It’s time to reduce stigma, promote self-care, and help those in need access quality mental health care and resources.
In this mental health awareness month, UNICEF USA is amplifying the voices of young mental health advocates across the country to end stigma and spread the message that #MentalHealthMatters. If you would like to take action, join us in asking Congress to strengthen mental health and psychosocial support programming in US foreign assistance by passing the MINDS Act. For those struggling, there are resources listed at the bottom of the page.
The author, Kripa, is a high school senior from Texas.
Young people need access to quality mental health care
Suicide is the third leading cause of death among youth ages 15 to 19, after accidents and homicide, according to the Centers for Disease Control and Prevention. The link between suicide and mental disorders – particularly depression and alcohol abuse – is well established in high-income countries. Every year, the world loses an estimated 700,000 people to suicide, along with the contributions they could have made had they received the mental health care and support they urgently needed.
Due to stigma and lack of access to adequate mental health care in the US and around the world, countless students are avoiding seeking help. In many schools across the country, counselors provide mental health support. But how can students feel comfortable expressing their mental health concerns to the same adults who write their college recommendation letters? Even when therapy and resources are available outside of school, the high cost is a deterrent for many young people.
Peer support programs reduce stigma
To combat this, our school started a chapter of Hope Squad, a peer suicide prevention program. Hope Squad aims to reduce youth suicide through education, training and peer intervention.
I was nominated to be a founding member of my school’s chapter and my work started at Zoom during the pandemic. Through Hope Squad, I helped make hundreds of yellow ribbons, drew motivational messages with chalk, distributed fidget toys and stickers, and created resources with hotline information to reduce student anxiety throughout the year, especially during exams and exams. final exams, when anxiety and stress are most intense. at an all-time high. Through these activities, we hope to reduce stigma around mental health, promote self-care, raise awareness of mental health resources, and normalize mental health discussions.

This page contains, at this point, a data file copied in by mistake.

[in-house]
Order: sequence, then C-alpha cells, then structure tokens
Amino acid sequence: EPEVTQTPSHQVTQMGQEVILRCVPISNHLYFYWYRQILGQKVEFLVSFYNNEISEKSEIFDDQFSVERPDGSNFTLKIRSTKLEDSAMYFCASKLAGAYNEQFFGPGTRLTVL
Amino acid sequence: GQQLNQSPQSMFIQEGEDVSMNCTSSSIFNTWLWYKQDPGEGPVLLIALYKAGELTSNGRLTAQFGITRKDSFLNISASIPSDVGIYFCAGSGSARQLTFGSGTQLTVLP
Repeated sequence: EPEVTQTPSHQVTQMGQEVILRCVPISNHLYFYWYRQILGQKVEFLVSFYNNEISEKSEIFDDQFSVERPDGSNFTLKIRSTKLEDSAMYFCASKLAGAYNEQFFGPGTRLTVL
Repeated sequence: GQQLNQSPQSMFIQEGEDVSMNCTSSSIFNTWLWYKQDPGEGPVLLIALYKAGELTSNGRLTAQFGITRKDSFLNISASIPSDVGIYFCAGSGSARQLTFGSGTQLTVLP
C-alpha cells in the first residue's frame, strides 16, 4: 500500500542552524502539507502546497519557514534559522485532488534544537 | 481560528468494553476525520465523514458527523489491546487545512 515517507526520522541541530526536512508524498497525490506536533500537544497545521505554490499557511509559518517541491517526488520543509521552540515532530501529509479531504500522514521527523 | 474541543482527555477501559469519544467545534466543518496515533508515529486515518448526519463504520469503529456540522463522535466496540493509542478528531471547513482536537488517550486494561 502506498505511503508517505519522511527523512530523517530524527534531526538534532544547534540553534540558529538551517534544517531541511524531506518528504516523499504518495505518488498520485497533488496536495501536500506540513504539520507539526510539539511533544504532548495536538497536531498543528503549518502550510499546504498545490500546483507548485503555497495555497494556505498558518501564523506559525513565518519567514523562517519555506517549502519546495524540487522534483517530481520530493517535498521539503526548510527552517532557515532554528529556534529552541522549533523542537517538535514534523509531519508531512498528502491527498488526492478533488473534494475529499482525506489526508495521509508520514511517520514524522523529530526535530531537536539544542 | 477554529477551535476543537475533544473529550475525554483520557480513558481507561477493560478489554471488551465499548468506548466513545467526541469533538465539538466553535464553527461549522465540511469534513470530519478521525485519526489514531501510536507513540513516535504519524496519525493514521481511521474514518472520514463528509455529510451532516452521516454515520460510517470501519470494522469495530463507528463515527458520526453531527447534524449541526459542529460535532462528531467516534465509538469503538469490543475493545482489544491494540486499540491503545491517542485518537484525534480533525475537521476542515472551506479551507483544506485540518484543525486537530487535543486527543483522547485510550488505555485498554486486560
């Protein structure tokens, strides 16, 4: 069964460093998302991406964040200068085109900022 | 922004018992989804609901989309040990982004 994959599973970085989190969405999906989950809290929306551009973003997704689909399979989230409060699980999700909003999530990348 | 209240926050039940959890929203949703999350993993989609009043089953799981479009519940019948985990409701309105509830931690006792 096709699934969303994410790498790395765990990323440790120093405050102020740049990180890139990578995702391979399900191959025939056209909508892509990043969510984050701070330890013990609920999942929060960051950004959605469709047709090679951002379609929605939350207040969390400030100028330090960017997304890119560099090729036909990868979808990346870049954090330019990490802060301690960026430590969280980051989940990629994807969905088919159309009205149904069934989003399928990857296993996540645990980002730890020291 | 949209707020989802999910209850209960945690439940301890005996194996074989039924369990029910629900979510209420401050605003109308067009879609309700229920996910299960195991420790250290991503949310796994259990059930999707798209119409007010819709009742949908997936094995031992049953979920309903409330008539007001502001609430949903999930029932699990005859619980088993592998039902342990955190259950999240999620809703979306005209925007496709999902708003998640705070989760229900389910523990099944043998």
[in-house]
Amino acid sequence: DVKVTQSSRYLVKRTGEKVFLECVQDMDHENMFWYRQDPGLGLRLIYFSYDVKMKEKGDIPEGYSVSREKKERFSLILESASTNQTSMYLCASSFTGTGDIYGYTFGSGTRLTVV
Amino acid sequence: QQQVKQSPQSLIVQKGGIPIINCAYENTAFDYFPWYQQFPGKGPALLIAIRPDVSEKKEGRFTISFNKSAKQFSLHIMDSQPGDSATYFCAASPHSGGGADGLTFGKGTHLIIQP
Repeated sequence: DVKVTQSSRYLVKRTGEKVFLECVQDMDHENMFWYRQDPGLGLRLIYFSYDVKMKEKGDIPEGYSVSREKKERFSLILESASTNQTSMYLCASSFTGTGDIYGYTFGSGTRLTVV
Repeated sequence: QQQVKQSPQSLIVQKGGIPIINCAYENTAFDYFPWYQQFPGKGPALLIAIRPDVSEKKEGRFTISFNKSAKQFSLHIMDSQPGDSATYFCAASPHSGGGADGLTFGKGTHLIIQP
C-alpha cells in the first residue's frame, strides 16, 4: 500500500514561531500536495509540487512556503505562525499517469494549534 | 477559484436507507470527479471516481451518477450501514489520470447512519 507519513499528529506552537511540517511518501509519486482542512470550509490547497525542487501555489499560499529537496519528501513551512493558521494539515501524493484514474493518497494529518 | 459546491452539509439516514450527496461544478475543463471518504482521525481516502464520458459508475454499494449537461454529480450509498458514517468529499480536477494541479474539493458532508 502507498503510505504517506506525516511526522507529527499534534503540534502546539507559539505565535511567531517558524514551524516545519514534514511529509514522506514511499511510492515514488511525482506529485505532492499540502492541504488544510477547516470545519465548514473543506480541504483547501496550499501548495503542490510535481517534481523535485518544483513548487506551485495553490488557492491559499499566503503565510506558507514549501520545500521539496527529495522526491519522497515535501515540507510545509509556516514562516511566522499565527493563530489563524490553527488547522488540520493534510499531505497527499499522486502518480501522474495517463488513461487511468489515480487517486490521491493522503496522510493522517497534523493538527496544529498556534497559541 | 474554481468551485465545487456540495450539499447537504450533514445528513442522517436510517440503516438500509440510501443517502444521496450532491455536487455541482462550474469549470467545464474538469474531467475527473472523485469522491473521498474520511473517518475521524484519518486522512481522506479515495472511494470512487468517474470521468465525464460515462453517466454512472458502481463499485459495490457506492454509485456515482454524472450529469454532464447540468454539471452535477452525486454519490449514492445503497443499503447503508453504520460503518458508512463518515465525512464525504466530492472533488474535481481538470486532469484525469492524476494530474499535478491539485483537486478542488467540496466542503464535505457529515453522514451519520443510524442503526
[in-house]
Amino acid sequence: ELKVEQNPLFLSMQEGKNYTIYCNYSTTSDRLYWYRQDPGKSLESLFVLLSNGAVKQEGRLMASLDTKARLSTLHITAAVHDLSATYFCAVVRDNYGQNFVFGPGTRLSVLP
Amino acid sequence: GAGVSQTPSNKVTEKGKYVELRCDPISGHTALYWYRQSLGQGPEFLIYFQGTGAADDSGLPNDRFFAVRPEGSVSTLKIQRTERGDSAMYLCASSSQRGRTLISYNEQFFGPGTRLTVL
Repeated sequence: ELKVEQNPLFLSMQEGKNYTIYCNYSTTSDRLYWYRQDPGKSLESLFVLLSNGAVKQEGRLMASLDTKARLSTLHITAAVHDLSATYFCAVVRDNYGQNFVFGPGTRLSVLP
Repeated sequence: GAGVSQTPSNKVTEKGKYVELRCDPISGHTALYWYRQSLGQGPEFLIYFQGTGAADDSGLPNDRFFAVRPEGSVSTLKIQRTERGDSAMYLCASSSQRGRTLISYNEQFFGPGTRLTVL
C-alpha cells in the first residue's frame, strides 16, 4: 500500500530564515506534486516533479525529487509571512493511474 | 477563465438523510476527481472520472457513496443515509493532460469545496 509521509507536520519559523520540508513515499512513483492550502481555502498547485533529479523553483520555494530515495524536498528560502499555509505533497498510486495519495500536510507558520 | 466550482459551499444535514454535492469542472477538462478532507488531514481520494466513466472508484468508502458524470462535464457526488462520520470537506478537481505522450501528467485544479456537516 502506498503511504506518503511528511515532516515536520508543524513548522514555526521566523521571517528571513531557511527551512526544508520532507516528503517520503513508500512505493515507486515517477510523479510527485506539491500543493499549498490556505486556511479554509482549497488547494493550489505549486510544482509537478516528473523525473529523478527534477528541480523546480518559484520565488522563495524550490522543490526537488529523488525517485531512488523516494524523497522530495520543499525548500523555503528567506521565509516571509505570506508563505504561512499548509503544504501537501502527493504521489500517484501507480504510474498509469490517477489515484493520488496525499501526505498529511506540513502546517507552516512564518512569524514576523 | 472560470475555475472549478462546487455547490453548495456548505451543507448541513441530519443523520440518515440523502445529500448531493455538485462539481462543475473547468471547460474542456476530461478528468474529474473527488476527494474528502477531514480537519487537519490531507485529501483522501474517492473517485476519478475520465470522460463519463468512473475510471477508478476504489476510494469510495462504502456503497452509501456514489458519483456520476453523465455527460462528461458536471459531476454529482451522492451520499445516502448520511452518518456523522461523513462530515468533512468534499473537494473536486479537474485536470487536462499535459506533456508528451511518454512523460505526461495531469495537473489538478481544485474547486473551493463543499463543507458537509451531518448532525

As an advocate for mental health, being an active supporter of UNICEF – both in the Clubs program and in the National Youth Council – has allowed me to broaden my efforts. From sharing the struggles of my family and friends with mental health issues to promoting the MINDS Act during Advocacy Week and the August break to organizing fundraisers for better mental health resources with other UNICEF Club members, the opportunities were truly endless.
UNICEF USA advocates for better mental health care in the US and around the world
You too can take action, with UNICEF and other organizations. If you’re looking for where to start, the UNICEF USA Action Center details mental health advocacy actions, including encouraging Congress to invest in the mental health and well-being of children and teens in the US and publicizing the MINDS Act.
Let’s reduce the statistic of losing over 700,000 great minds every year to zero. By helping our peers overcome their mental health struggles and improving access to youth-oriented mental health services, maybe we can save the next Albert Einstein, the next Marie Curie, the next Rosa Parks.
Be the helper, not the spectator
This cause is bigger than you or me. It’s bigger than all of us: 50% of America’s youth struggle with mental health issues. Poor mental health is a hidden epidemic and it’s time we shed some light on the subject.
We need to create a safe space to discuss mental health in every community, county, state, country. We need to ensure that everyone – especially young people – has access to mental health services and feels comfortable reaching out to faculty, staff, administration and peers.
Maybe we can be that person who saves someone’s life and the advocates who can help change the system and break the stigma.
PS If you are struggling with mental health please know that it is enough and you are not alone. Reach out to a trusted family member or colleague and express how you feel – never hold back.
National Alliance on Mental Illness (NAMI) helpline is a free nationwide peer support service that provides information, resource referrals, and support to people living with a mental health condition, their family members and caregivers, mental health professionals, and the public. HelpLine staff and volunteers are experienced, well trained and able to provide guidance. The NAMI HelpLine is not a hotline, crisis line or suicide prevention line.
The NAMI HelpLine can be accessed Monday through Friday, 10:00 am to 10:00 pm EST. Call 1-800-950-NAMI (6264), text “HelpLine” to 62640, or email NAMI at [email protected].
If you or someone you know is having suicidal thoughts or going through a mental health crisis, trained crisis counselors are available 24 hours a day, 7 days a week at Crisis and Suicide Lifeline 988: Dial or text 988. Crisis counselors listen with empathy and without judgment. Your crisis counselor will work to make sure you feel safe and help identify options and information about mental health services in your area.